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Hello wise monks! I come to ask for your kind advice and enlightenment on the following matter:
I've been trying to print a character a certain number of times, if a certain condition is met. For the printing, I use an “until” loop. For the condition, I would like to use the conditional (ternary) operator. However, this apparently results in a syntax error. Below is example code which produces the error. My intention was to print the equals sign ten times instead.
my $count = 0;
( defined $count ) ?
( print "=" until ( $count ++ == 10 ) ) :
( print "Undefined count.\n" );
but I get message that I am unable to to modify read-only value despite Moose docs saying that trigger can modify RO values.
What is correct way to force upper case (and thus in general) 'pre-preocess' object constructor arguments?
Here is the question:
How do I retrieve the foreground value #FF0000?
Docs says to use itemconfigure without value:
but that does not work. I am stuck!
My ultimate task for that is to:
1st. flip-flop the color of the text.
2nd: flip-flop the font from normal to bold.
The delimiter is used to determine the exact whitespace to remove from the beginning of each line.
It's not obvious to me what "the delimiter" is and how was it declared. To me, it's an odd use of the word "delimiter".
Am I correct in assuming that what's meant is: when you write "<<~EOF;", Perl will take the initial whitespace characters from the following line as an "indentation definition" and remove it from the beginning of every line in the here-doc?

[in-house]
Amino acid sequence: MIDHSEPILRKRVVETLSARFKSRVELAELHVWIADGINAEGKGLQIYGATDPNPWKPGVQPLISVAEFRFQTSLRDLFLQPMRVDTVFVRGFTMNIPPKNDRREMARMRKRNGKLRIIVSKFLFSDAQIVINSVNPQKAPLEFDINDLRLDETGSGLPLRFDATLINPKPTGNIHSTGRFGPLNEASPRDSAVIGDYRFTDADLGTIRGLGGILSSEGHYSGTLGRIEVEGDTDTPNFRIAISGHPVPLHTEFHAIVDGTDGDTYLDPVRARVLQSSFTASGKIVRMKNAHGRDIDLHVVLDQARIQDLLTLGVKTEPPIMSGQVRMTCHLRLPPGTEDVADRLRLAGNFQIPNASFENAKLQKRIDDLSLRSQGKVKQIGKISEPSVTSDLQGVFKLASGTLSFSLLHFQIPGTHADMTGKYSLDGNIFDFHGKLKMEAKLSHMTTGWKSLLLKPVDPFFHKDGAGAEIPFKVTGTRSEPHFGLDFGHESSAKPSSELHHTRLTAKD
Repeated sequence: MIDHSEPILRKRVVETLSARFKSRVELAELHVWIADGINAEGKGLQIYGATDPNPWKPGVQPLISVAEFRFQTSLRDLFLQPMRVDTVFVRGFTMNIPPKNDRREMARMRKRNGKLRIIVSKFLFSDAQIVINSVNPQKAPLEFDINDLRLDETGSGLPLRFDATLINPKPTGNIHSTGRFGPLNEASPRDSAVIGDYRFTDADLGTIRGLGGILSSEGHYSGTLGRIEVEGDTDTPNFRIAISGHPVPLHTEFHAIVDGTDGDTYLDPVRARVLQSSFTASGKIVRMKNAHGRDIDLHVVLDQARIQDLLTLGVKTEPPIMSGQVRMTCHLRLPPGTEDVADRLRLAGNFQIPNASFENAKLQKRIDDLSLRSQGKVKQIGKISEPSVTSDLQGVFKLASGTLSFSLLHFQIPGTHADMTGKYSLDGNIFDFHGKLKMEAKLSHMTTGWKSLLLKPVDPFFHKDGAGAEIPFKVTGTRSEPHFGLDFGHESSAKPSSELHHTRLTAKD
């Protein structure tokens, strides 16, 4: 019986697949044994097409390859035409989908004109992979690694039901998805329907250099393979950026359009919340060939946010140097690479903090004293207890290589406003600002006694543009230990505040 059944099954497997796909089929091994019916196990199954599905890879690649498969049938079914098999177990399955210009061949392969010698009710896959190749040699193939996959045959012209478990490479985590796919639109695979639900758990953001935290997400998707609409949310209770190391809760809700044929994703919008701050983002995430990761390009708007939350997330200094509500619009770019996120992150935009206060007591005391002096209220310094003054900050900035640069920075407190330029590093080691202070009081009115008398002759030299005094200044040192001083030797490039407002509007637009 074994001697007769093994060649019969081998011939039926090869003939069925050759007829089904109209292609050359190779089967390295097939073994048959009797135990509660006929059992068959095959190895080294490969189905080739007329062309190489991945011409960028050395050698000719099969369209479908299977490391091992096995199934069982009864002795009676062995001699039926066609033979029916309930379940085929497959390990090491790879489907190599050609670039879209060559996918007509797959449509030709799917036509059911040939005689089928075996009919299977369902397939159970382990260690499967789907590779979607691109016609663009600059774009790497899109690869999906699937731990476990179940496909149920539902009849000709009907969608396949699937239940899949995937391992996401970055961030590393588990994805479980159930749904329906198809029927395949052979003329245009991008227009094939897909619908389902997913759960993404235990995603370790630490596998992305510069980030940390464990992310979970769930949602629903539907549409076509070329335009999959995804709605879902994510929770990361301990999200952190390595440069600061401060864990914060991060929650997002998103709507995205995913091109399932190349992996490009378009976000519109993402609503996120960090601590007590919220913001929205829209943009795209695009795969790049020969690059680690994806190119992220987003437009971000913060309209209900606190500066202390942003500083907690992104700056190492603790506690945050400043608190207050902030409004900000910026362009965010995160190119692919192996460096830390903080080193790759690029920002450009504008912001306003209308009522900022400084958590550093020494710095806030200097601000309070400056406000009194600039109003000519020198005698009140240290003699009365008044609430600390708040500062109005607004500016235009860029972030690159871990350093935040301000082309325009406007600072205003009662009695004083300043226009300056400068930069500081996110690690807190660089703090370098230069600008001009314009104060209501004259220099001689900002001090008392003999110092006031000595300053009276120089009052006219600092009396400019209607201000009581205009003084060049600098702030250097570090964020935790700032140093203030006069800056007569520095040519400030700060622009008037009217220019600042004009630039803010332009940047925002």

Got saddled with a project that involves utilizing DBIx for CRUD operations in a MySQL database. One of the fields is something I haven't had to deal with in Perl and particularly in DBIx. I have a binary(60) field in MySQL that will store a bcrypt hash for passwords. In some testing and discovery, I am having a hard time storing properly and ultimately authenticating passwords correctly. In my testing been using Crypt::Eksblowfish::Bcrypt. I've googled about for the morning and have unfortunately found nothing that applies to a best practice in the situation. Does anyone have any suggestions?
I would like to override Perl's printing to STDOUT/STDERR with my own version which simply adds the line number the print function call happened. Ideally, ALL the line numbers/filenames/packagenames in the case of nested calls all the way to the top/main because I want to separate a program's STDOUT depending on which part of the program it originated.
You can assume I have complete control over the source code (of the program which I want to override its print statements) and can change anything I like. HOWEVER, I do not have control of the source-code of the many packages the program may be using and the print statements therein.
Initially I thought to just replace print with my_own_print in the source code and run that. Then I realised that it should only affect print in a function-call context and I used PPI for this purpose. And then I realised that there are other ways of printing to STDOUT/STDERR including the croaks etc. And finally I also realised that print statements in the packages will be out of my control. So this plan collapsed fairly quickly.